NHS Estates

Russell Burns
The NHS’s recent primary care focus has highlighted GP commissioning and the resulting structural, financial and cultural changes. But where does this leave the NHS property portfolio?

Primary care trusts (PCTs) own community hospitals, clinics, some walk-in centres and some GP surgeries. The dissolution of PCTs and strategic health authorities in 2013 means that the ownership of an estimated £6billion of property is undecided.

The land and buildings which form the estate are one of the biggest capital assets of any PCT. The government’s 2010 White Paper proposes radical restructuring of the NHS and aims to transform how health care is commissioned, with around £80billion being transferred to new GP consortia.

These plans make no specific mention of the estate. Nor do they suggest any plan of action to deal with the task of transferring healthcare buildings from the PCTs to their premises' successors.

Who might these successors be?

Past thoughts have been:

  • The message from the Department of Health (DoH) is that operational issues concerning primary care estates should be handled at local level 
  • Some regions have clear plans to move to GP-led commissioning based on a single consortium

  • Others have less developed plans, and possibly conflicting views about the best future configuration

  • Moves have begun to form 52 groups of GP practices – ‘pathfinders’ – to start testing the new commissioning arrangements before more formal arrangements come on board.

Commissioning in the NHS is a complex activity and Britain's 40,000 family doctors will have a tough task ahead. The Royal College of General Practitioners has highlighted (PDF, 236KB) that many GPs currently lack time, skills and capacity for commissioning. Public service union Unison additionally points out that there may be a tension between GPs’ roles as providers and purchasers of health care.

However, in August 2011 the DoH issued PCT Estate: Future ownership and management of estate in the ownership of Primary Care Trusts in England. This document has attempted to clear some of confusion about the future of the estate, using five principles to underpin its guidance:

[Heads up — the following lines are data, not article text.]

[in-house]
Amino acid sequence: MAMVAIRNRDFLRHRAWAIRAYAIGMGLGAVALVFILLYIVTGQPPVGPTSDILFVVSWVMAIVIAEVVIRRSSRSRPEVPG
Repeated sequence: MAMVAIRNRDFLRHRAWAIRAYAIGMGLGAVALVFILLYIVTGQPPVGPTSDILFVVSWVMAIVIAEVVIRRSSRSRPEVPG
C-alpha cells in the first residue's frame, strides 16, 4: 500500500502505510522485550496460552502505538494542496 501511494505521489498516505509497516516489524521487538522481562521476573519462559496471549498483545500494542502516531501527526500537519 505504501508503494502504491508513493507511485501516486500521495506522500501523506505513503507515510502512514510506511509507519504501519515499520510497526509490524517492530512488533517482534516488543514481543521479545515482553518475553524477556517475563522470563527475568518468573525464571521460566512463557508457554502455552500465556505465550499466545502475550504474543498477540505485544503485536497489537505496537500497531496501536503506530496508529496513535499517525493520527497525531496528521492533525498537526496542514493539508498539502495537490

• Protecting assets and maintaining future flexibility
  • Ensuring efficiency
  • Supporting the provision of safe, fit for purpose buildings
  • Ensuring value for money
  • Observing effective estate management

The guidance states the estate can transfer to Aspirant Community Foundation Trusts (aCFT), other NHS Trusts (NHST) and Foundation Trusts (FT) who will be given the opportunity to acquire part(s) of the PCT Estate deemed ‘service critical clinical infrastructure’. However, this is not mandatory, and only if the aCFT / NHST or FT is a majority occupier of the building. If not then its recommended that the estate stay within the PCT for the time being. Also vacant or surplus property is recommended to stay with the PCT, again for the time being.

Other parts of the PCT estate are also exempt from this guidance, primarily LIFT / PPP / PFI buildings are all excluded.

As can be seen, the further guidance above provides some information, however, there is still a great deal not yet known. Perhaps the formation of the local Commissioning Boards will be more involved in retaining appropriate estate, it remains to be seen.

Uncertainty

The sternest critics called for the government to abandon the plan to force GPs to take over all commissioning by April 2013, because some will simply not be ready. Others want PCTs to continue in some form to minimise disruption to services or loss of skilled staff. PCTs have been told to cut their management costs by over 45%, signalling huge redundancies on the commissioning side. This is already impacting on the viability of PCTs to manage the transition period.

An uncertain and fragmented picture looks likely until the decision making is completed and the new organisational framework for the NHS becomes fully embedded.

Challenges

Developing the balance between patient care, service delivery, clinical control and value for money will be complex. The commissioners face challenges in

  • Dealing with ‘Any Willing Providers
  • The potential input of the private sector
  • The new registration and compliance procedures (regulated by the Care Quality Commission)
  • Developing non-core business management skills previously provided by other organisations
  • Taking responsibility for maintaining statutory compliant estates and premises
  • Efficiently managing non-medical issues
  • Working not only as a new business but also as part of consortia, rather than as individuals.

Faithful+Gould has 50 years of health sector experience, spanning all aspects of capital development, facilities management, strategic investment planning and environmental support. Our expertise encompasses all procurement models employed in the healthcare environment. In meeting the sector’s latest estates challenges, we envisage supporting existing and new client bodies with exploratory, preparatory and operational aspects of meeting their new responsibilities.

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